My dad is a creature of habits, many of which he refuses to change. For example, he has a habit of never telling my mom the exact time at which he has to leave for college in the morning. And this leads to much of my mom’s confusion as to when she should keep his lunch ready. Sometimes when she hurries her chores to prepare his lunch, he very leisurely leaves at 12 in the noon. Other times when my mom is short of time to finish her morning rituals and temple routine, he tends to blow up a squabble of getting late for college at 9 in morning. Some things like this are unexplained mysteries in my house which cannot be solved. There is no reason for his such an etiquette and no amount of banging heads will lead to any sensible justification. He just is this way, a slave of his habits. And so much like him am I. I am a lousy packer when it comes to packing for a trip. I hate to pack, I just despise it. There is no reasonable justification for me not packing until the last hour and always missing out on stuffing something important. But there is no learning happening because I am never going to pack one day in advance. It just is not me. It is a shoddy habit, but there is no coming out of it.

I and my dad both love to hoard books. We have enough books at home to open a library and have a steady passive income from the library memberships. And even now when I live away from home, I have a travel bag full of books which I refuse to give away. I always carry a book wherever I go. If there is a book fair, I and my dad are bound to be there. If there is a roadside book stand, me and my dad will definitely go and browse the collection. We are books junkie to the extent that we cannot sleep in the nights without having books tucked in our beds. And strangely enough, that gives us a sense of security nothing else can. But the other side of the story is this – the obsession is so bad that we tend to buy books we never read. This not just involves cost, but they also eat up space in our house. We still very naively believe that someday in our lives we will be free and have nothing to do but read all those books we have bought. And then our fairy tale story of reading all those books will come true.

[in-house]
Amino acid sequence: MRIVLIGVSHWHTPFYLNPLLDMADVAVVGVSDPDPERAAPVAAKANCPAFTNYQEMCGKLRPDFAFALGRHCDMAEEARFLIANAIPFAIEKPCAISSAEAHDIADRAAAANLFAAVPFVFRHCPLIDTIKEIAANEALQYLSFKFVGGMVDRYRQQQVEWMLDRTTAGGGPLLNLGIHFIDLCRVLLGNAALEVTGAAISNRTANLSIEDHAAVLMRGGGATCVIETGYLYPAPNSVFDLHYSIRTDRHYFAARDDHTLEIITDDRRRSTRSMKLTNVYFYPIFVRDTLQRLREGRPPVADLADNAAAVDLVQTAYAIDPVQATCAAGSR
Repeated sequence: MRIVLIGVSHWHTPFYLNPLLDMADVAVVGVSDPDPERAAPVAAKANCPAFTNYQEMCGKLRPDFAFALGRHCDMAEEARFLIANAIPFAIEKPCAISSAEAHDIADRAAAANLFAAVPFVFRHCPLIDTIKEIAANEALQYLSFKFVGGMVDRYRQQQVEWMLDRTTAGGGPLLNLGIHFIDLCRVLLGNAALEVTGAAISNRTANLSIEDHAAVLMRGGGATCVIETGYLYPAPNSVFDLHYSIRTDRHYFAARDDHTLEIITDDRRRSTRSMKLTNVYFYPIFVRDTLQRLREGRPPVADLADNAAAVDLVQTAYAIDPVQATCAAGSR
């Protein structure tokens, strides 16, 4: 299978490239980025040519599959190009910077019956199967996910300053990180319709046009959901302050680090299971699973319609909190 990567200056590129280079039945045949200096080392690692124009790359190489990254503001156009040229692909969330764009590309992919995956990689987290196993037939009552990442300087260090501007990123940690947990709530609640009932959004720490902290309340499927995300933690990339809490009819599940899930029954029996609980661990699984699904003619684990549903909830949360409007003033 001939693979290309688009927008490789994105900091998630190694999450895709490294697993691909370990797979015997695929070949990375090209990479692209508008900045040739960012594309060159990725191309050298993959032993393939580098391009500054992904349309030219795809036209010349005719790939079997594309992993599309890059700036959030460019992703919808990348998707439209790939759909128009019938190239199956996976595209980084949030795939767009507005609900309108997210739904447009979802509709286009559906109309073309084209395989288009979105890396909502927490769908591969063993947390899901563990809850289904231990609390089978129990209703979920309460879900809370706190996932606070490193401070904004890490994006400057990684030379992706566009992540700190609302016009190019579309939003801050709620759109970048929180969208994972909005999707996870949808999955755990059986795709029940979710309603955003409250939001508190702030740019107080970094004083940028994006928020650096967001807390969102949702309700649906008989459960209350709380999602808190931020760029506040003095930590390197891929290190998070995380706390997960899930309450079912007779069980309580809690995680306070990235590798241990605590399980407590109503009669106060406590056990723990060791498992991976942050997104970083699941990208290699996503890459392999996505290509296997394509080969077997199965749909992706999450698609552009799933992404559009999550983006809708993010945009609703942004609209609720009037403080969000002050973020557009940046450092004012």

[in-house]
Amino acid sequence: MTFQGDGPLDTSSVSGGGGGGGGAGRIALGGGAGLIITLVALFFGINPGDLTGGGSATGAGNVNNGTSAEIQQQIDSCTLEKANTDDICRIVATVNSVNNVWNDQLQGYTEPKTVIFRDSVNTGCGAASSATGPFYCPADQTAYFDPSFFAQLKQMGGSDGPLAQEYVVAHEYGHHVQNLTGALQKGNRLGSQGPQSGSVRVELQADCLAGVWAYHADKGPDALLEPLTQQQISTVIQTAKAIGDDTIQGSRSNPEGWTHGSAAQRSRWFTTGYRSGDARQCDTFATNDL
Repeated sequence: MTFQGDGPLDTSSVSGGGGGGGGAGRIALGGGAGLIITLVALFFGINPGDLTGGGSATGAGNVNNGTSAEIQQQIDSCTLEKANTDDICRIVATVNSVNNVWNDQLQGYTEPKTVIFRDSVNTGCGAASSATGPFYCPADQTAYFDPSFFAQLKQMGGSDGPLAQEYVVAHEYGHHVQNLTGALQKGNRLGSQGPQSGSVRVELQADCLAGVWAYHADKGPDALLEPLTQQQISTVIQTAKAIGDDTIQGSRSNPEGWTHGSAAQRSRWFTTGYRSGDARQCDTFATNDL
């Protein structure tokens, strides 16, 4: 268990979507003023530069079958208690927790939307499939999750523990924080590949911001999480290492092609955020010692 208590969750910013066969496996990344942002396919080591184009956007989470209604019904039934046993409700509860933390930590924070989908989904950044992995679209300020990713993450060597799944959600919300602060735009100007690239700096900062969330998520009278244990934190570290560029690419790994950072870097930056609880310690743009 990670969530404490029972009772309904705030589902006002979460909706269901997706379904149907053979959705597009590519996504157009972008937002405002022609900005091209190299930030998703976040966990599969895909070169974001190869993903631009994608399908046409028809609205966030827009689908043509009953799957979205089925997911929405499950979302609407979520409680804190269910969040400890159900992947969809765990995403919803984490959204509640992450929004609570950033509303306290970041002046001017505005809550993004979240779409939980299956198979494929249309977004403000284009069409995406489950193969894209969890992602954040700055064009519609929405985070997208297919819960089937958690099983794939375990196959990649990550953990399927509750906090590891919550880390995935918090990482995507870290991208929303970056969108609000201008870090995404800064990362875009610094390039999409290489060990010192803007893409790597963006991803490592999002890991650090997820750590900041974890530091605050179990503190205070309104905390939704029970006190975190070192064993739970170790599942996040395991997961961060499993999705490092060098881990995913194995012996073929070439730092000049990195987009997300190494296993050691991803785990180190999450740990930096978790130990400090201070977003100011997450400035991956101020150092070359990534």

The more closely you see someone, the more you realize that we are all inherently flawed. In some or the other unique way. What is really interesting is that I find my flaws on a saturated level in my dad. It gives me a sneak peek into what I might be like when I grow up. Or maybe not. Maybe I’ll learn. Who knows?



10:35 PM

It has been a cool windy day. Soft drizzles and city noise.

I look outside my window into the dark night. The moon is hanging on the lightly luminescent branch of the distant tree. It has been an oddly satisfying day. The day which begun with a tired, snoozed up morning to the one fading with soft rustles of trees outside the window mixed with soul reggae saxophone inside the window.